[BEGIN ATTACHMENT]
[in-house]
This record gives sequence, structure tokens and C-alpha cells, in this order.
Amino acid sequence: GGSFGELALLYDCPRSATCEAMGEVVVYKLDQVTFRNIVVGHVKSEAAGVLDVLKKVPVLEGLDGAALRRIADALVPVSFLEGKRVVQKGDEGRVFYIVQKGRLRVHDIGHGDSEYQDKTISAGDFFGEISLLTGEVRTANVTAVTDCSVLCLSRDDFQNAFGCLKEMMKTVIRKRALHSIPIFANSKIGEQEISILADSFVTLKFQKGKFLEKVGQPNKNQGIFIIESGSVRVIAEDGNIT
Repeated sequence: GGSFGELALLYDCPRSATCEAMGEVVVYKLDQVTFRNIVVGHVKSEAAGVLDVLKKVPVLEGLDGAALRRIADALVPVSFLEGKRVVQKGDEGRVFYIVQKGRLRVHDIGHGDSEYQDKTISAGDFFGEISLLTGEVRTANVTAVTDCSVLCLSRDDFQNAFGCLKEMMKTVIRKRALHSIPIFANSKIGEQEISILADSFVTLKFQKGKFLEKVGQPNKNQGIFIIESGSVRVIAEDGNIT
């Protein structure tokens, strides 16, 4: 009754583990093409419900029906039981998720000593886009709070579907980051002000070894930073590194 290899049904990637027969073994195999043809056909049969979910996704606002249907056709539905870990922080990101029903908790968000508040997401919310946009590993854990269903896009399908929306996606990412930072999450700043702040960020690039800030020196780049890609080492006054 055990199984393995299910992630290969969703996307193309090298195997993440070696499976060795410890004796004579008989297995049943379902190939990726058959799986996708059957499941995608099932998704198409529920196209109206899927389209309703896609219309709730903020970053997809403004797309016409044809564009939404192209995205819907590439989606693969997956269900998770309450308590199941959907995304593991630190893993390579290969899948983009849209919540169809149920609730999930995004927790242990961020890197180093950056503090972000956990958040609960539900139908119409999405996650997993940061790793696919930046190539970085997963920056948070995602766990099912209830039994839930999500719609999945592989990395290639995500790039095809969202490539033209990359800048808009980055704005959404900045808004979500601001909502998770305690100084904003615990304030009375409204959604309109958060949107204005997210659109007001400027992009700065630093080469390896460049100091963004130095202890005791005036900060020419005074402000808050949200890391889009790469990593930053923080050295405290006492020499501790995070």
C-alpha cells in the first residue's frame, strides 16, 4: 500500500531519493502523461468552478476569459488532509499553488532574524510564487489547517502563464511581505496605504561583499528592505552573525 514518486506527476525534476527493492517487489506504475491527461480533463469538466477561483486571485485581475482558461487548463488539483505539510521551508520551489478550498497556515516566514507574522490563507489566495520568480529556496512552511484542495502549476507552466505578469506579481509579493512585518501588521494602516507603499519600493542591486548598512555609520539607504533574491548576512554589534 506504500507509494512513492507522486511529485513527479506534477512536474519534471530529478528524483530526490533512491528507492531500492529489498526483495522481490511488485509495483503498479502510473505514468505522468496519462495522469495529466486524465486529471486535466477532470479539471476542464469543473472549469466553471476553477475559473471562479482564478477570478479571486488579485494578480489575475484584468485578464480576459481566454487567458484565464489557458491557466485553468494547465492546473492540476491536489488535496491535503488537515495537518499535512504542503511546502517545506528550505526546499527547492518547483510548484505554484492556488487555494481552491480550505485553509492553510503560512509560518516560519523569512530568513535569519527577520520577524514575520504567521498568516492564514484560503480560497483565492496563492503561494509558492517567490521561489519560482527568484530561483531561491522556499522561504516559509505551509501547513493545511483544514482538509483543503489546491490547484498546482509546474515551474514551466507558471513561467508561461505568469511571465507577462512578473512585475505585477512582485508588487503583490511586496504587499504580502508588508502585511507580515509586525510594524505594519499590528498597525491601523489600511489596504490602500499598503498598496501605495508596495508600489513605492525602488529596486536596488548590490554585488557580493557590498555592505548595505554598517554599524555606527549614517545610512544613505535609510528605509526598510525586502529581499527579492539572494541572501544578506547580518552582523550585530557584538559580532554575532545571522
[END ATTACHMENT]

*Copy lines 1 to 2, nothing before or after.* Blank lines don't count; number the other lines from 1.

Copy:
[in-house]
This record gives sequence, structure tokens and C-alpha cells, in this order.